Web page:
On account of the new moon, the night was pitch black. Torrential rains accompanied the squalls, and the water penetrated every crack in our foul-weather gear. Soon, we were soaked. The wind and rain churned the sea into a fluorescent halo of light around the boat. With the night so black, it was like playing a scene out in the middle of a spot lit stage.

The wind would slacken to 40 knots after each squall, and the storm would seem to have passed. In a few minutes, another squall would hit with renewed fury, as if the skies were angry to find this little boat still afloat. Throughout the storm, the helmsman would use compass heading, feel, and peripheral vision to keep the Conquest from broaching; the other crew on watch tried his best to act as lookout. We switched jobs frequently, as each contributed its own unique stress.

At last, the dawn came, and with it a view of mountainous seas that sent cold shivers down our spines. Although it was great to see the dawn, we were alarmed by the number of things that had become unstuck in the night. Several hanks had torn off the headsail; we'd have to take it down and hoist the storm jib, but we weren't sure how that boat would react with no driving sail during the sail change.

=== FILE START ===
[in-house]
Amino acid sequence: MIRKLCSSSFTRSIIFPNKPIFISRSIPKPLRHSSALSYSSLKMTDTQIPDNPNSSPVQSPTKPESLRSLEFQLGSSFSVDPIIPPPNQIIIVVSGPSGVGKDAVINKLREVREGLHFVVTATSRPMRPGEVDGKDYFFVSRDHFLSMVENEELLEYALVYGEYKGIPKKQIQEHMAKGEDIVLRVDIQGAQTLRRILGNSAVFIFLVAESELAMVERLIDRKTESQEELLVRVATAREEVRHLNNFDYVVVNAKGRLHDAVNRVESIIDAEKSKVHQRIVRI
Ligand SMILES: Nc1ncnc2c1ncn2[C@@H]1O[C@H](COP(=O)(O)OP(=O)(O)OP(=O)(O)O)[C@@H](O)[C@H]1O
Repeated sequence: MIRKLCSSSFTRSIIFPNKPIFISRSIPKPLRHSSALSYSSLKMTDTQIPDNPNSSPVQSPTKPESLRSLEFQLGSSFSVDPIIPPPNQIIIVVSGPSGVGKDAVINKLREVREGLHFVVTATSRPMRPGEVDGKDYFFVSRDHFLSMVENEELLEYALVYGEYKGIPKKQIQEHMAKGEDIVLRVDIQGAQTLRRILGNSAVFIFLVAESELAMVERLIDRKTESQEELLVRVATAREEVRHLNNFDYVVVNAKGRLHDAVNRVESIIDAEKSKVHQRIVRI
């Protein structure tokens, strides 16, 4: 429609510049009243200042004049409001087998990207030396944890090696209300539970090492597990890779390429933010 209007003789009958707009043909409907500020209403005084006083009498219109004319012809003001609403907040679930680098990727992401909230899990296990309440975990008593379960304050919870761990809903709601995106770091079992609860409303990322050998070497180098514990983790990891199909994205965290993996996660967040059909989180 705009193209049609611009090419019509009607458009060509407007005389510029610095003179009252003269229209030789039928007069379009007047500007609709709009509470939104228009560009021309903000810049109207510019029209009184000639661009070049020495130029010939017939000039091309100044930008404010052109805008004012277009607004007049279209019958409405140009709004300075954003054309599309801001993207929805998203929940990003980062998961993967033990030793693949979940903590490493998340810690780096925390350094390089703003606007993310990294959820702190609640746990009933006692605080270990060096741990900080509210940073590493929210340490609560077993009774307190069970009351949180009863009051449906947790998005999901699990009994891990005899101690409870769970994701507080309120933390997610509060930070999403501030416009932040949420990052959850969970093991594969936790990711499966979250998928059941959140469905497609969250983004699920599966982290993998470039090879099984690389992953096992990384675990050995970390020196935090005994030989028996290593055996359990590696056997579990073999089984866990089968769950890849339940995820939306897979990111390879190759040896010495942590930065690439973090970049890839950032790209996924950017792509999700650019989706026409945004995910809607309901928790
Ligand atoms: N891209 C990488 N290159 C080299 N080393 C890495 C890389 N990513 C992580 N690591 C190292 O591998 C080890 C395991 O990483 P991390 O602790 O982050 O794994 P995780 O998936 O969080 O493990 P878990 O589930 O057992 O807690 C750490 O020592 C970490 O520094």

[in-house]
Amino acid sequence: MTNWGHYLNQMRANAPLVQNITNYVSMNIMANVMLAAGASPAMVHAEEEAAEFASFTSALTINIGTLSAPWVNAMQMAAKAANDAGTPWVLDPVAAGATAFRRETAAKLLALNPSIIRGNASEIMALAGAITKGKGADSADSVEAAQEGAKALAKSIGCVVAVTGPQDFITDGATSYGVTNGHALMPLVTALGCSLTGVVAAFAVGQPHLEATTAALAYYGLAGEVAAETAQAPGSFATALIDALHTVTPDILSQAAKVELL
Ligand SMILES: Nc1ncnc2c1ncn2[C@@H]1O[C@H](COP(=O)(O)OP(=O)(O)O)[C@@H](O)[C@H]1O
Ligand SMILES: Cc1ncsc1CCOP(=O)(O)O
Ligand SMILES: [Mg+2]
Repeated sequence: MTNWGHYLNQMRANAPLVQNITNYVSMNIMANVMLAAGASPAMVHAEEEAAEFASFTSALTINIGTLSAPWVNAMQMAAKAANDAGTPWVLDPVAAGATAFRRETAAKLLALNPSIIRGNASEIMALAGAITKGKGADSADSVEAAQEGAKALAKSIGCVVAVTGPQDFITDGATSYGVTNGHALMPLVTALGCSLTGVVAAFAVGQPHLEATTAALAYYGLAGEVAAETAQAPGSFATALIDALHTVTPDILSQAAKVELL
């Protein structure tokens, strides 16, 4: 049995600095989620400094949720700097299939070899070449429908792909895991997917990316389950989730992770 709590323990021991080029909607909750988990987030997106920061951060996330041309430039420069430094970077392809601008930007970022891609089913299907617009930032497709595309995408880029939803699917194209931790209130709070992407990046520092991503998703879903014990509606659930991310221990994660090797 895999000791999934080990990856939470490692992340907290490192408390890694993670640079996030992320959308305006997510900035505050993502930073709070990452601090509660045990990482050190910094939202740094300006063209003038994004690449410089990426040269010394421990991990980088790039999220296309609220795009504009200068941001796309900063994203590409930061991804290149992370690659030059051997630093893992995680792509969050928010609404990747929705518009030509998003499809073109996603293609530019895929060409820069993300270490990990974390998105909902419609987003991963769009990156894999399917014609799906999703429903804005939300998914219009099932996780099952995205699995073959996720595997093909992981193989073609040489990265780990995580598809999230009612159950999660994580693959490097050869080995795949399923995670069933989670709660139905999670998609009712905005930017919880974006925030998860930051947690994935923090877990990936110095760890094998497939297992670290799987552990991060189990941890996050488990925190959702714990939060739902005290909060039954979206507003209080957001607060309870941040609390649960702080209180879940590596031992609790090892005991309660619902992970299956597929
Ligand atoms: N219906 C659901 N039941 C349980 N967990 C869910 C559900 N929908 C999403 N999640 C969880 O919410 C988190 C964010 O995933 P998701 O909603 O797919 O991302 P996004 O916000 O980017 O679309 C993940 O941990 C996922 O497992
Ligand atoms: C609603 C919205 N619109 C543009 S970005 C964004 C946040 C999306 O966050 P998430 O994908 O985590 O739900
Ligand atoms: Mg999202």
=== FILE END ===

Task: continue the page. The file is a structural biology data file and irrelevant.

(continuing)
As we pondered the maneuver, the boat rolled violently over a cresting wave, and the life raft slid from its cradle. It would have gone overboard if it weren't for the swift action of Ken, who caught it and lashed it to the deck. After the life raft emergency, the sail change seemed anticlimactic, and we executed it with little difficulty.

With the boat riding a little more comfortably, we had time to appreciate our surroundings. A school of porpoises, not slowed in the least by the storm, was playfully diving from the wave crests and frolicking in our wake. We were still moving along at a good clip.